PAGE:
Sextus Roscius (fl. 1st century BC), tried in Rome for patricide in 80 BC, was defended successfully by the young Cicero in his first major litigation. The defense involved some risk for Cicero, since he accused Lucius Cornelius Chrysogonus, a freedman of Sulla, then dictator of Rome, of corruption and involvement in the crime.
Caecilia the priestess
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Before the trial, Roscius was sheltered by Caecilia, who appears to be Caecilia Metella Balearica Major, a former Vestal Virgin by this time (since she had her own house). This Caecilia was a relative of Sulla's wife Caecilia Metella Dalmatica, and had powerful connections among the Roman elite; her intercession for the young Julius Caesar saved his life and political career. In 80 BC, the Metelli were staunchly in Sulla's camp. Her brother was Quintus Caecilius Metellus Nepos, a former consul whose stepdaughter Mucia Tertia was now wife of Pompey; her cousins included Quintus Caecilius Metellus Numidicus Pius, chief ally of Sulla. Her widowed brother-in-law was Appius Claudius Pulcher, consul 79 BC as another ally of Sulla.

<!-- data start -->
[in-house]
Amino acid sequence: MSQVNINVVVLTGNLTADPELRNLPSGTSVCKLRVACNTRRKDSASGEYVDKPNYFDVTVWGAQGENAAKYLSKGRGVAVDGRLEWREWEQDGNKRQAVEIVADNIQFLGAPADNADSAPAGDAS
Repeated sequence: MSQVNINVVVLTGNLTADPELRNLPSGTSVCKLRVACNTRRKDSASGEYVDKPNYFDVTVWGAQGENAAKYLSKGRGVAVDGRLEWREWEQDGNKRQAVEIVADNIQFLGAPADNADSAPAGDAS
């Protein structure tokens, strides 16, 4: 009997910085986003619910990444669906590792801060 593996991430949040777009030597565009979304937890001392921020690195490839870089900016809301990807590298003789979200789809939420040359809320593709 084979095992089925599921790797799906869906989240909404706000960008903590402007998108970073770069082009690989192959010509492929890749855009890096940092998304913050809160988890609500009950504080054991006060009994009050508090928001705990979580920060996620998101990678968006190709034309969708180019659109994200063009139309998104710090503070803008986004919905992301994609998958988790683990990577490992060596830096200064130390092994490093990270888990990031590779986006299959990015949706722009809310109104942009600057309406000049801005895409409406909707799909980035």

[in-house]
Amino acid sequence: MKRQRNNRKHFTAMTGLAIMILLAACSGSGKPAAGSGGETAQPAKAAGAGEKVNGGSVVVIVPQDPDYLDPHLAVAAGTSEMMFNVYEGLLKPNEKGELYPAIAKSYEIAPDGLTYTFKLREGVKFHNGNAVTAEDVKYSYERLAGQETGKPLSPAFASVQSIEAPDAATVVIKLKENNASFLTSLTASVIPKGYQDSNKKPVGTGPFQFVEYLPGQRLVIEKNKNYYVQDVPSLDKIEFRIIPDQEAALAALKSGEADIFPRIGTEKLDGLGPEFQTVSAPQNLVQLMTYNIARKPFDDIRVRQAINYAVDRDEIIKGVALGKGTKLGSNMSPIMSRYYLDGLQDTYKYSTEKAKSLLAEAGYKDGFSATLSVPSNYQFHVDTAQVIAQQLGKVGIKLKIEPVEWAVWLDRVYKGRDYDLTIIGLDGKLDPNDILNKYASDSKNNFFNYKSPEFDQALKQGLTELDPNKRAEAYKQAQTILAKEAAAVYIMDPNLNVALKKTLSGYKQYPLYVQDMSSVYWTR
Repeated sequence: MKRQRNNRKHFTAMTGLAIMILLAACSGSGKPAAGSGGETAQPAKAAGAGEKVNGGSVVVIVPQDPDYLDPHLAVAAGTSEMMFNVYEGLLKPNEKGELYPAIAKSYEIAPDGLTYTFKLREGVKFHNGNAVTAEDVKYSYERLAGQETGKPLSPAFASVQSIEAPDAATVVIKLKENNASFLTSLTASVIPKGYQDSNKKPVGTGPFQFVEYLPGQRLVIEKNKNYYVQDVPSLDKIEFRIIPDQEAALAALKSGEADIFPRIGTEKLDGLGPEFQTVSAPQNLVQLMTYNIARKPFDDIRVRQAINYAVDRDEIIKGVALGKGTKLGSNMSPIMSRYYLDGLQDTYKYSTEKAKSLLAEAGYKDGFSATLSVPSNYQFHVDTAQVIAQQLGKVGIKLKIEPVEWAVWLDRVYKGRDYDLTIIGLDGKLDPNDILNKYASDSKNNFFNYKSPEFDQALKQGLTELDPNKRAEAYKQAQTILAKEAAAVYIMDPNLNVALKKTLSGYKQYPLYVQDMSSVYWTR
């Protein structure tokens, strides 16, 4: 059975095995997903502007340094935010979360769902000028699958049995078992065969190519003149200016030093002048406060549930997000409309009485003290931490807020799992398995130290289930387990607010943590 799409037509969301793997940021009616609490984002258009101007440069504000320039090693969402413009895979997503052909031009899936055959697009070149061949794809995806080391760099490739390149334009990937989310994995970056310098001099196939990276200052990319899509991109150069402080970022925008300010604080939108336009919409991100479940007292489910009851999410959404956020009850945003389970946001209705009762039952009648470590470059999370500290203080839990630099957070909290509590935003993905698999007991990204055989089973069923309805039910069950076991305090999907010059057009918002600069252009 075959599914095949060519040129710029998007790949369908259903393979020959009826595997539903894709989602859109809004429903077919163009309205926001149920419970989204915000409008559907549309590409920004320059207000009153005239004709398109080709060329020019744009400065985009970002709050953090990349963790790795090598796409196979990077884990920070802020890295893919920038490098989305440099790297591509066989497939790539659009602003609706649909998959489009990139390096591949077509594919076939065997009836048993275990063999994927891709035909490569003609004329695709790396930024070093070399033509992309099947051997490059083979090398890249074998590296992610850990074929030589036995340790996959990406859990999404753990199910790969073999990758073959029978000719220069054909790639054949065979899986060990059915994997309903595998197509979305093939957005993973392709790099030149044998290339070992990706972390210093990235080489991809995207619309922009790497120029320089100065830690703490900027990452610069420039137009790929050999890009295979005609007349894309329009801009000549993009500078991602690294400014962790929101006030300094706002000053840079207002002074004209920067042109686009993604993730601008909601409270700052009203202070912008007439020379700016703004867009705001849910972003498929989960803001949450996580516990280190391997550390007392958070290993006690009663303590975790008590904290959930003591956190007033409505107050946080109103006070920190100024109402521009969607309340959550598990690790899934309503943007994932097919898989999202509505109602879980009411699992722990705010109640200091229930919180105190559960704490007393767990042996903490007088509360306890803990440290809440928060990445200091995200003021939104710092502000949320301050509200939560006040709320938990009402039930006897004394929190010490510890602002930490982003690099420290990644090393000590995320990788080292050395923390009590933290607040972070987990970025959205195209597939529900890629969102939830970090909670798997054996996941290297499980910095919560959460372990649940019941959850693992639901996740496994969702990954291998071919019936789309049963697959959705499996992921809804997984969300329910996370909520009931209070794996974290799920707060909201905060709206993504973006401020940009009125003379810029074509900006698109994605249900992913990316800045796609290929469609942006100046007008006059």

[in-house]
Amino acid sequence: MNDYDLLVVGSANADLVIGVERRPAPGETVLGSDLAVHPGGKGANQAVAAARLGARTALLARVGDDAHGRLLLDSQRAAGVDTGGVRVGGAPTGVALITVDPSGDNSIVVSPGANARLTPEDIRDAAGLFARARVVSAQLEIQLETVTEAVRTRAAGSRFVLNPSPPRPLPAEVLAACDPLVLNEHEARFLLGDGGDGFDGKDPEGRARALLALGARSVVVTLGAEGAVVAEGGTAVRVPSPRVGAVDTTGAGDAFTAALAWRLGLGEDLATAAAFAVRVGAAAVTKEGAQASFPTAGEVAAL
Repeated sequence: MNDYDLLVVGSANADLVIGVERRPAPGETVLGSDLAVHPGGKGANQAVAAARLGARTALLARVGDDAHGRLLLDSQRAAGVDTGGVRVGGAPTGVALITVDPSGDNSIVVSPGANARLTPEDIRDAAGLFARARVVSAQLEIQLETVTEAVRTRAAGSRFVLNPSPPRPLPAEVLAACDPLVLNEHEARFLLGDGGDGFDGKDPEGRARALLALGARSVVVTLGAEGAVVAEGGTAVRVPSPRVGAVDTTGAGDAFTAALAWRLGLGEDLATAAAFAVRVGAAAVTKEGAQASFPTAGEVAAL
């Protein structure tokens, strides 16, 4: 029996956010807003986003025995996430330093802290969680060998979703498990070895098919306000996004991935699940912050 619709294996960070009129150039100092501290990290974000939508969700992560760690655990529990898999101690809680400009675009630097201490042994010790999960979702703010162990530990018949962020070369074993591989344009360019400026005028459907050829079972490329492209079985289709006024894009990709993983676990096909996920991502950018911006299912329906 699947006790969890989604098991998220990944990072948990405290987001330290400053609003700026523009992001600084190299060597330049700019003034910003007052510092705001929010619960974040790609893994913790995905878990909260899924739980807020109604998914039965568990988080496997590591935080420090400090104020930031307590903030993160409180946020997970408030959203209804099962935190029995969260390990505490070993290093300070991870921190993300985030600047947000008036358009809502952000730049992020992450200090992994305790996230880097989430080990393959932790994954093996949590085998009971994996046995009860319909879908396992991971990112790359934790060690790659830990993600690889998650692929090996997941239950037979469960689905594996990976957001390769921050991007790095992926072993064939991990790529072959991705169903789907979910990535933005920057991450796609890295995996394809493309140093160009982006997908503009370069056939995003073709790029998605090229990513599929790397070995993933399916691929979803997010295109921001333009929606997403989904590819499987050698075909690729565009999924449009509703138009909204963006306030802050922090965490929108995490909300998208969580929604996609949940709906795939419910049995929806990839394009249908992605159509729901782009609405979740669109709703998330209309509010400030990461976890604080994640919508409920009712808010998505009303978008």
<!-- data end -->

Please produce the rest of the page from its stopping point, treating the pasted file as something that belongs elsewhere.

References in popular culture
- The trial of Sextus Roscius is depicted in Steven Saylor's first Roma Sub Rosa mystery novel, Roman Blood.
- The trial is also depicted in Colleen McCullough's novel Fortune's Favorites, part of her Masters of Rome series.
- Oration for Sextus Roscius of Ameria "Caecilia, the sister of Nepos, the daughter of Balearicus"
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